What you need to know before you plant fruit
Fruit is among the most rewarding things a gardener can grow at home. It's nutritious. It's delicious. And in many cases the trees and shrubs are beautiful additions to the home landscape. What's more, you can grow a lot of fruit in a relatively small space.
Before you plant a fruit-bearing plant or tree, check the plant tag to ensure it's cold hardy to at least zone 7 (6B if you live in the pine barrens area). Otherwise, it won't likely survive winter on Long Island. (The lower the zone number, the higher the cold tolerance.) Select a site that will provide adequate sunlight, and be sure to take into account shade that will be produced by deciduous trees that are currently bare. Remember that fruit plants do not like "wet feet," or soggy roots, so if you have heavy or clay soil, till in generous amounts of compost to a depth of 8 inches to improve drainage. Do the same with sandy soil. And avoid planting at the bottom of a hill or wherever water collects.
Before planting, take time to eradicate weeds. And, finally, check and correct the soil pH. The listing for each plant specifies the ideal pH range for optimal health and fruit production. If the pH isn't hospitable, the plant will not be able to absorb nutrients from the soil. Keep in mind that it can take a year for such changes to fully work their way into the soil, so ideally, steps to raise or lower pH should be undertaken 12 months before planting, though this isn't absolutely necessary.
Kits to test for pH are widely available at nurseries and home improvement centers, and local Cornell Cooperative Extension offices will test your soil and provide advice for a nominal fee (call 631-727-4126 in Suffolk; 516-228-0426 in Nassau). Typically, sulfur is added in specific amounts to lower pH (make it more acidic), and lime is added to increase pH (make it more alkaline). Test results will indicate how much should be added per square foot of soil. And if soil is deficient, fertilizers should be added at this time, too, to ensure that nitrogen, phosphorus, potassium and other nutrients necessary for growth, pollination and fruiting will be available to the plant as needed. All soil preparations should be done before bringing the plant home.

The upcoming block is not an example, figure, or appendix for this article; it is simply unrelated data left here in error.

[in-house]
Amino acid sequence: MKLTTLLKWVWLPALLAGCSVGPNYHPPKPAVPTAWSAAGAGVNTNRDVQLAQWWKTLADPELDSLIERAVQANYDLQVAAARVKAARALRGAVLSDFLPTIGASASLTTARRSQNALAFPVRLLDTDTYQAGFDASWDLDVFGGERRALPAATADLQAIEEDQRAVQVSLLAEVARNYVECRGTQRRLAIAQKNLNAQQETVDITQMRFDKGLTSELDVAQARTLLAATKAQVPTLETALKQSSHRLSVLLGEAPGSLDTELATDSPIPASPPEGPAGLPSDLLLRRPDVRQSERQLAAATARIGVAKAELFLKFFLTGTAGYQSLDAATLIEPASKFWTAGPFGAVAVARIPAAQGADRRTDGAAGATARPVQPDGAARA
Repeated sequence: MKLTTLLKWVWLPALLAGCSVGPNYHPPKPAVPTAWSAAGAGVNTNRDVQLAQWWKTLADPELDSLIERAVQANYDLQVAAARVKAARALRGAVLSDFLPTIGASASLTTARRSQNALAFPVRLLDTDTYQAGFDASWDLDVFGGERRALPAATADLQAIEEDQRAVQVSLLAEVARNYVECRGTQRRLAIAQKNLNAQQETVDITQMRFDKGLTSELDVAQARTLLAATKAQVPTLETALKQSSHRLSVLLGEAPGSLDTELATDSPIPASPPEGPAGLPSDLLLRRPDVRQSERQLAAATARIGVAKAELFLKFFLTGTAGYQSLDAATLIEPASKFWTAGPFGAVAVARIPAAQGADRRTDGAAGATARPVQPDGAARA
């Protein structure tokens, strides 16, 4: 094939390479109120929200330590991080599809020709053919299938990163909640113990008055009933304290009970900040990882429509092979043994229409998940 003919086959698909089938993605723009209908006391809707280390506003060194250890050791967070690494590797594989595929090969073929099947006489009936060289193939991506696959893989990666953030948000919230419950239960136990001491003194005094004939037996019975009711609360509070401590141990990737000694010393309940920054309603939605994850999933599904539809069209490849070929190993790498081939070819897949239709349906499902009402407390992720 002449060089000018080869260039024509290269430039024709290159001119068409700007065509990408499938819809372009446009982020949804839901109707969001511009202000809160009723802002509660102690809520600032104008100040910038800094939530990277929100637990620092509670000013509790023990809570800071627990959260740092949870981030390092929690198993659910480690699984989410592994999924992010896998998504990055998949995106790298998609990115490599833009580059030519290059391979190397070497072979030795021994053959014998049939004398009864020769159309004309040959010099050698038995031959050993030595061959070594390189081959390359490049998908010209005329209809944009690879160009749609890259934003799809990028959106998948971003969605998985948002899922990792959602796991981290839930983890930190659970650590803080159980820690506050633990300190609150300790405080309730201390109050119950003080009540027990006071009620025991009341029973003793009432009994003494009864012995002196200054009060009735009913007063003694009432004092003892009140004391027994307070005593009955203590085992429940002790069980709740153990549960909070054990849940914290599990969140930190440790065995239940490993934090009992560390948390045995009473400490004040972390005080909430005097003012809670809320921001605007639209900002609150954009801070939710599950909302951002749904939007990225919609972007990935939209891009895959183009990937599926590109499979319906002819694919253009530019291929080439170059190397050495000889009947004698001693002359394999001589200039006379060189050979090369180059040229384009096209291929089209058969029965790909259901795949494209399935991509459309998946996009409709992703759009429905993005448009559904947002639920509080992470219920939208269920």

Before planting, trim any broken or injured roots. If trees can't be planted immediately, set them in a cool, shady spot and keep watered, but be sure to plant before buds break or leaves grow. If you've purchased a bare-root plant, soaking roots in a pail of water for 6 to 12 hours before planting can be beneficial. If planting a container-grown tree, dig a hole twice as wide but exactly as deep as the pot; for bare-root plants, ensure the hole will accommodate roots in their natural position. Don't skimp on digging. For grafted trees, plant so that the graft union lands 2 inches above ground level.
Mix more compost in with the backfill and replace soil gradually, periodically stopping to tamp it down firmly as you go. Never add fertilizer to the planting hole; instead, water thoroughly immediately after planting. Incorporate 1 tablespoon of starter fertilizer for each gallon of water. (This is in addition to nutrient corrections made to soil earlier.) Apply 2 inches of mulch around the base of trees, taking care to keep mulch about 2 inches from the trunk. Water regularly throughout the first two growing seasons.
Be realistic about the amount of time you can dedicate to maintenance: Plants and trees should be monitored daily for pests, disease and moisture levels, and some have other time-consuming requirements such as trellising and pruning. Start smaller than you think you should, maybe with just one or two plants the first year. You'll appreciate a small crop of ripe, juicy, healthy fruit from one tree a lot more than you will cleaning up the rotted, fallen fruit from plants you have neglected because you were overwhelmed.
Dwarf cultivars are worth considering because they're easier to care for and bear fruit sooner than their full-size counterparts.
It's important to note that some fruits are self-pollinating; only one plant is needed for fruit production. Others require "male" and "female" plants. (They are noted below.) Many fruits, such as pears and plums, experience "June drop," when developing fruit simply falls from the tree, typically in June. This is not a concern, just the tree's way of reducing an overabundance so the remaining crop can successfully ripen.